Campus Blog

10 Things to Help Prepare for the Start of Classes

Gabe Ackman

You’ve done the orientation, mastered the move-in, and you’ve already met some people around your hall. Now, how do you get ready for that first day of class?

It’s not quite the same as the first day of elementary school, and there are skills you’ll have to learn in order to be ready for that first lecture. Here’s ten things that will help you prepare for the start of classes:

1. Get ready to say hello.

When you get into class, you’ll be surrounded by strangers. Those students sitting quietly before the professors gets into the room are actually experiencing the same first-class-anxiety you are. Realising this makes the whole process much easier. When you get into your seat, don’t be afraid to say hello to whoever you sit next to. You’ll be seeing these people all semester, and the awkward silence only builds up over time. Get to know someone you sit next to and avoid that!

2. Bring your gear.

Don’t be that guy that comes to class unprepared. You’ve probably already thought about bringing a pencil, but what about the extras? Pens, a pencil sharpener, and highlighters are useful to put in your backpack. An organized notebook or binder with enough notebook paper to last the whole class makes life easier. In certain classes, a calculator with proper functions is a must. No, using your phone with a few graphing calculator capabilities isn’t the same.

3. Don’t skip breakfast.

Rolling out of bed and going straight to class can be a mistake. With an empty stomach from skipping breakfast or lunch before your next lecture, you’re susceptible to falling asleep, letting your mind wander, or generally being miserable. Avoid this by planning out time to eat. You’ll feel better, and your classroom performance will reflect that. Note that, for some, “feeling better” can mean drinking as much coffee as humanly possible before you sit down at your seat. But also, make sure you don’t drink too much or you may be incredibly fidgety and unable to focus on what the professor is saying.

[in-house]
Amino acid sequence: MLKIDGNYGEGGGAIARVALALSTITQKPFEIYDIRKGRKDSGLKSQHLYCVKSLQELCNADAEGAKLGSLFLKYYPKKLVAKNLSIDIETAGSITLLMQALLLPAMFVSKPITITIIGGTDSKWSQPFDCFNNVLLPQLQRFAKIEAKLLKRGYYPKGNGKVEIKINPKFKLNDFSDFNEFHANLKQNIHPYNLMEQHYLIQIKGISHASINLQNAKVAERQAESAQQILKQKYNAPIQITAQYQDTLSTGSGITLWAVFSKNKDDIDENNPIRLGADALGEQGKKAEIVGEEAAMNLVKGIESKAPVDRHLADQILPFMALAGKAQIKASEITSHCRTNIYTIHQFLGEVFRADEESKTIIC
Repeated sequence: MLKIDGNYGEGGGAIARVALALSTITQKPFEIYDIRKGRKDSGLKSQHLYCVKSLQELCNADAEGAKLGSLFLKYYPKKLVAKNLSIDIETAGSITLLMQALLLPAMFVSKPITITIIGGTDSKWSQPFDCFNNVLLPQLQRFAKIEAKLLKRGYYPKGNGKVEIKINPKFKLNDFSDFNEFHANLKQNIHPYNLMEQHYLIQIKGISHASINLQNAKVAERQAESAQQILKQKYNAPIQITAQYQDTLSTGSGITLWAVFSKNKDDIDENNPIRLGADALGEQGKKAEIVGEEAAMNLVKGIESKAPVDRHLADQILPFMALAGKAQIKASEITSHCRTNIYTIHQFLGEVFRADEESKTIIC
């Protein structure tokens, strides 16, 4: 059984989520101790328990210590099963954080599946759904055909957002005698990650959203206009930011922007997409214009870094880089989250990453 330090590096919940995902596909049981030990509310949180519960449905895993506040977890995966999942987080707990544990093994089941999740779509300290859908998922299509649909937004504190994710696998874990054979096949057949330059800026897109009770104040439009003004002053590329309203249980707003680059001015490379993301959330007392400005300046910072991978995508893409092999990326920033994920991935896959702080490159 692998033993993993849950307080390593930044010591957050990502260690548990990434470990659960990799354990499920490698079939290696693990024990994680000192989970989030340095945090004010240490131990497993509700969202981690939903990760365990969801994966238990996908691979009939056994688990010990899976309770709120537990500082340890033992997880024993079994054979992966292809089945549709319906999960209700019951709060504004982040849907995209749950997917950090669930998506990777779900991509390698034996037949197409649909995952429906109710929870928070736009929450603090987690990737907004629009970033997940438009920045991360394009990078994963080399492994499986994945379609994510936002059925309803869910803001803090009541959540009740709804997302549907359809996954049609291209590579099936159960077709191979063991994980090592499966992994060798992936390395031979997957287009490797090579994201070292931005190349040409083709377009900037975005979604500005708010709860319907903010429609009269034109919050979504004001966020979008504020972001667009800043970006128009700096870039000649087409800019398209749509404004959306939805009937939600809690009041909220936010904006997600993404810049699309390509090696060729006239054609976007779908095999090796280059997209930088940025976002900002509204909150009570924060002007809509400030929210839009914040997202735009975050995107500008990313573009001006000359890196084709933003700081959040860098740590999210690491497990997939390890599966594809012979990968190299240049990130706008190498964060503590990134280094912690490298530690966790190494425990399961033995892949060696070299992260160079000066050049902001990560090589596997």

4. Take any opportunity for practice or review.

When you’re preparing for classes, train yourself to listen for phrases like “come to my office hours,” or “I’ll look over any rough drafts you have.” This is a professor’s secret language for saying that they don’t want you to fail. If you want to know how the tests will look, go to these review sessions. Plus, the extra effort won’t go unnoticed. Being more than just a name on the attendance sheet will help out in the future.

5. Syllabus Week isn’t a guarantee.

You’ll often hear the first week of classes referred to as “Syllabus Week,” meaning that classes won’t go over more than the class syllabus. This is pretty common, but it’s not a certainty. Some professors use the first class to go over important class procedures, or even the first chapter of the course (those are the worst). Be ready for this by bringing your gear to the first class. You might not need it, but you’ll be ready just in case.

6. Make your entrance and exit quietly.

If you’re preparing for your first day in a college classroom, you need to know the most precious of all unwritten college rules: don’t make a big deal when you enter or exit the classroom. You’re an adult now. You’re not special for coming in late or leaving early, and there’s no need to get embarrassed about it. If you must get up from your seat during the lecture, do it quickly without bothering others. While you’re out, be thankful that you didn’t have to ask for a hall pass.